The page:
A nice ladder badge worn by a veteran of Company A, 142nd
New York Infantry. The badge has three
ladders and a tassel. Written on the
ladders is “Co. A, 142 N.Y., Infantry”.
The pin on the back is broken.
One Hundred and Forty-second New York Infantry. — Cols., Roscius W. Judson, Newton M. Curtis. Albert M. Barney; Lieut. -Cols., Newton M. Curtis, Albert M. Barney, William A. Jones; Majs., Nathan G. Axtell, William A. Jones, William S. P. Garvin. This regiment, recruited in the counties of St. Lawrence and Franklin, rendezvoused at Ogdensburg, and was there mustered into the U. S. service on Sept. 29, 1862, for three years. The regiment left for Washington on Oct. 6, where it was stationed until April of the following year, when it was ordered to Suffolk, Va. During its long period of active service the 142nd gloriously earned its reputation as a fighting regiment. Col. Fox in his account of this organization, says: "It participated in the campaign of Gordon's division, up the Peninsula in June (1863), and in the Maryland march, soon after Gettysburg. From Warrenton, Va., the regiment went to Morris island, S. C, arriving there on Aug. 17, 1863. In the following May, the 142nd returned to Virginia and joined Butler's Army of the James, having been assigned to the 1st brigade, 2nd division (Turner's), 10th corps. While at Cold Harbor the division was attached for a short time to the 18th corps. The losses in the regiment at Drewry's bluff and Bermuda Hundred were 19 killed, 78 wounded and 22 missing; at Fort Harrison, 6 killed, 51 wounded and 10 missing; and at the Darby town road, 8 killed, 90 wounded and 5 missing. In Dec, 1864, the 10th corps was merged in the newly-formed 24th corps, the regiment being placed in Curtis' (1st) brigade, Ames' (2nd) division. In the same month this division, including the 142nd, sailed with Butler on the first expedition against Fort Fisher, N. C. It landed there and when the brigade was recalled from its advance the regiment had secured a position near to and in rear of the fort — so near that Lieut. Walling had captured a battleflag which had been shot down from the parapets. A battalion of the enemy were captured by the 117th New York, and the whole opposition of the Confederates was so weak that the officers believed that the fort could have been taken then with small loss. The statements of Gen. Curtis and other officers were so positive on this point, that Gen. Grant was largely influenced by them in his decision to order a second attempt. In this second affair, which was successful, Gen. Curtis led the assault and fell seriously wounded, but survived to enjoy his honors as the 'Hero of Fort Fisher.' " In recognition of his services on this occasion he was commissioned by the secretary of war a brigadier-general of U. S. volunteers, and was later thanked by the people of his state in a joint resolution of the legislature. In the engagement at Fort Fisher in Dec. 1864, the 142nd lost 20 killed and wounded; in the second attack, in Jan., 1865, it lost 79 killed and wounded. The regiment sustained no further losses in battle after Fort Fisher, but was present at the actions of Fort Anderson and Wilmington, N. C, and took part in the campaign of the Carolinas from March 1 to April 26. Under the command of Col. Barney, it was mustered out June 17, 1865, at Raleigh, N. C. and on the 27th the veterans and recruits were transferred to the 169th N. Y. Out of a total enrollment of 1,370 the 142nd lost during service 3 officers and 126 men killed and died of wounds; 2 officers and 161 men died of disease and other causes; total deaths, 292.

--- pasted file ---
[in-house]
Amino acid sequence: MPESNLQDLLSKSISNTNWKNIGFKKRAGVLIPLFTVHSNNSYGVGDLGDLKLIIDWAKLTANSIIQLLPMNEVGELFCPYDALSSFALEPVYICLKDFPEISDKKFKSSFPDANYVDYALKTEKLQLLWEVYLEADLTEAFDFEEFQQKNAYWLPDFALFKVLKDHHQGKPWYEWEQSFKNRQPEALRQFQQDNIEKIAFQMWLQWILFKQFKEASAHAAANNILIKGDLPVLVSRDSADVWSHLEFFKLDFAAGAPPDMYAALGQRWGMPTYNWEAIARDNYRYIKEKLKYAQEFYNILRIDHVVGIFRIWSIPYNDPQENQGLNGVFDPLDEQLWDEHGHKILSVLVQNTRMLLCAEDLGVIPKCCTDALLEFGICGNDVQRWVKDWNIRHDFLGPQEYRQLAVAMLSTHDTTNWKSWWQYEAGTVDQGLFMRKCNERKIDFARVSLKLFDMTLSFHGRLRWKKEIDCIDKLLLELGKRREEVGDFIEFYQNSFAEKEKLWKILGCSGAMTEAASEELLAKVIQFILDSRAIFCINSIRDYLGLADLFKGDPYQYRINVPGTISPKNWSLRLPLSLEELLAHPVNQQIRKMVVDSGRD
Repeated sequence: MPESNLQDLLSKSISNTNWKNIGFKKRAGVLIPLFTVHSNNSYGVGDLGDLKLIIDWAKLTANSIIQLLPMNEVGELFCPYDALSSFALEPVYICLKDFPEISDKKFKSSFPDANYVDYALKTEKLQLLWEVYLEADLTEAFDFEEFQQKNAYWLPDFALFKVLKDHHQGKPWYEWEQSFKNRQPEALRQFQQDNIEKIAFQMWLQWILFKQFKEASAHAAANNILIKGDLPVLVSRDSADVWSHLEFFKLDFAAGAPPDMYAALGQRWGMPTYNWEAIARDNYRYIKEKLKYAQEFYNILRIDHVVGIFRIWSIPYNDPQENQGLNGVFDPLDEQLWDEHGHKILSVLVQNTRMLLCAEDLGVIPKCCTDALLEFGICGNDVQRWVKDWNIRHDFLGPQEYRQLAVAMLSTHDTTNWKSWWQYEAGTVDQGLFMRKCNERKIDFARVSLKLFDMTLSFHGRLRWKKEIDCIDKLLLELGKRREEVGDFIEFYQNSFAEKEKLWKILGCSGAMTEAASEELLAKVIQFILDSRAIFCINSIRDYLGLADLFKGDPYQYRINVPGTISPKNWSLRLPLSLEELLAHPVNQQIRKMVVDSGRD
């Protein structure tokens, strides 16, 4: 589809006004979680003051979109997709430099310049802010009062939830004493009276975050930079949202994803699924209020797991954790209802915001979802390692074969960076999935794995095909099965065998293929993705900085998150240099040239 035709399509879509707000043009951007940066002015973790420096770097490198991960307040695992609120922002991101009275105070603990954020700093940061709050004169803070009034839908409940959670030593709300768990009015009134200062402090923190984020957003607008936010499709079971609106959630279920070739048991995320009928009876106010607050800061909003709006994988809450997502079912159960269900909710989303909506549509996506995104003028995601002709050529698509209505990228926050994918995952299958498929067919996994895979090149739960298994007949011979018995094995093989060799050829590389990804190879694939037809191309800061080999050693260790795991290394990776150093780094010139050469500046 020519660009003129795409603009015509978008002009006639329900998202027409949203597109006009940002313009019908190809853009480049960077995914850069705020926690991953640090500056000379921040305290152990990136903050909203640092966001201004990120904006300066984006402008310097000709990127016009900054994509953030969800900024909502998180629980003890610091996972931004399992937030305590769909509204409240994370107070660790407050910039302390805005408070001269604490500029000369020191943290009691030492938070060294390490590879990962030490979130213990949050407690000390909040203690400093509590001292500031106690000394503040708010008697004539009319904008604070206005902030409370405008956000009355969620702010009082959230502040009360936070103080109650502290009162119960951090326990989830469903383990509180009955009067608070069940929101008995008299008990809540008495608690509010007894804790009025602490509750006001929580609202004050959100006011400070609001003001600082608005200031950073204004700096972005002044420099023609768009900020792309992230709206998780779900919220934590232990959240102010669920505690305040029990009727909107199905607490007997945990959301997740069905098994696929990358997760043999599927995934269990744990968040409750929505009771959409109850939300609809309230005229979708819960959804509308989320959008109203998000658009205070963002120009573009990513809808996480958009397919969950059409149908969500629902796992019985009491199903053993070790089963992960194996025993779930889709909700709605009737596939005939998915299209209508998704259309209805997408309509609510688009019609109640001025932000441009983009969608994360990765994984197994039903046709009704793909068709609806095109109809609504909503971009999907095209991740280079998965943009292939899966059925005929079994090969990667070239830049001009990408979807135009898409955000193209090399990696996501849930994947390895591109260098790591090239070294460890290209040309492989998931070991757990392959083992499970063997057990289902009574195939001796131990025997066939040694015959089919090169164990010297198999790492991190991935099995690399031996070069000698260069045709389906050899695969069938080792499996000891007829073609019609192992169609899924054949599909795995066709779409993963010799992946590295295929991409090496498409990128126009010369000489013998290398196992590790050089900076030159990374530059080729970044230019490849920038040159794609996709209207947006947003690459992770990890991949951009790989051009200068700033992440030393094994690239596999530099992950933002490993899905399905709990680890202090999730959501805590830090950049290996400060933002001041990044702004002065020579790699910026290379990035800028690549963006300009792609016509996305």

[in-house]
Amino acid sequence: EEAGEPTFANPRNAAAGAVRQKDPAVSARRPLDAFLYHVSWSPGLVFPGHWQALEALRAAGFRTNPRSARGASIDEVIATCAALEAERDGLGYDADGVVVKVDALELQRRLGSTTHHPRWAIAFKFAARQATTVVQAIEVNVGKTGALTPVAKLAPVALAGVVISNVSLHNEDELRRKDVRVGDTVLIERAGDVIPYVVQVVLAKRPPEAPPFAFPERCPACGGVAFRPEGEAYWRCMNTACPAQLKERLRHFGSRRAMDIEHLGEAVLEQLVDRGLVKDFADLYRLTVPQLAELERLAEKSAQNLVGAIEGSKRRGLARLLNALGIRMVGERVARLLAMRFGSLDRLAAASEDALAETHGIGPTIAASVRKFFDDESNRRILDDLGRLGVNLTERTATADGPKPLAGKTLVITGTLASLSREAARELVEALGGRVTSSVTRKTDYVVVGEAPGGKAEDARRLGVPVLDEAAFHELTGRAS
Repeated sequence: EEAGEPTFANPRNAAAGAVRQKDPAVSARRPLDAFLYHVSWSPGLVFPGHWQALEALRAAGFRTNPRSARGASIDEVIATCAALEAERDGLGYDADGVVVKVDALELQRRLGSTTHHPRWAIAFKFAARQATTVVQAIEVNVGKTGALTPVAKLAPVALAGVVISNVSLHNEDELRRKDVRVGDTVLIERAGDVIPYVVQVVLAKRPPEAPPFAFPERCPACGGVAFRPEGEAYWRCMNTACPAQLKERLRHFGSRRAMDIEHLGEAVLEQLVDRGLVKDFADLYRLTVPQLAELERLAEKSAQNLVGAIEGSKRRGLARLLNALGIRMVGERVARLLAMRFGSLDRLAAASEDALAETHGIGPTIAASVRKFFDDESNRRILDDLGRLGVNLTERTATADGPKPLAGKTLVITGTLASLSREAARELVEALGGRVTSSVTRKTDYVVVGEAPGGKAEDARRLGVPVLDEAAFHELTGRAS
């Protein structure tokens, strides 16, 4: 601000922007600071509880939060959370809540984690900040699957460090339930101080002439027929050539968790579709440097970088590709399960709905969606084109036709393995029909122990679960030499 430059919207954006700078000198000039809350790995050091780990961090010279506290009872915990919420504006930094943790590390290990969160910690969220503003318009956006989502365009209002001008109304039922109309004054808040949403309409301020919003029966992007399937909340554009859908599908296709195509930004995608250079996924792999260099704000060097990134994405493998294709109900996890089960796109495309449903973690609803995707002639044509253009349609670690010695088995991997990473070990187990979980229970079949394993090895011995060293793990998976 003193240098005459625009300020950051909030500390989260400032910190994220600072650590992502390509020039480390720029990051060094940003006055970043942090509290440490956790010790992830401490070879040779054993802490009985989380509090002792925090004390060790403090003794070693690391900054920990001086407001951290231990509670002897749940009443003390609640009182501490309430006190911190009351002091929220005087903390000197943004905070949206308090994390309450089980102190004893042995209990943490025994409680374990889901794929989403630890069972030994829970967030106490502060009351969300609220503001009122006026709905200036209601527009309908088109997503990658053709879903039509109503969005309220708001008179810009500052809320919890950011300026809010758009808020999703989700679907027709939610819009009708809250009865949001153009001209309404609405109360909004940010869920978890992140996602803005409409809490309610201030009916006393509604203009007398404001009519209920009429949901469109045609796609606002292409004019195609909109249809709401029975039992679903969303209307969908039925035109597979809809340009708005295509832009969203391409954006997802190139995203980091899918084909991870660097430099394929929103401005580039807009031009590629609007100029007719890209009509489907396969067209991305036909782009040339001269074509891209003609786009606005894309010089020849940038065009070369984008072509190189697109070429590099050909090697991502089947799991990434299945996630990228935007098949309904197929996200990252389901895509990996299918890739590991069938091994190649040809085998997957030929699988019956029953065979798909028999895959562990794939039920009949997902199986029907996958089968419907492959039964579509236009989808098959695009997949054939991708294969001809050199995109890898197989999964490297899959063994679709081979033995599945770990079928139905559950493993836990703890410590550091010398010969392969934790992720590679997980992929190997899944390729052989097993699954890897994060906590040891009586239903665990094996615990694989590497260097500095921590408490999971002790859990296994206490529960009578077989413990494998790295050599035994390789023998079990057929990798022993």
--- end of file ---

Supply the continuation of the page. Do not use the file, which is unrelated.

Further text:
Footnotes: Regimental history taken from "The Union Army" by Federal Publishing Company, 1908 - Volume 2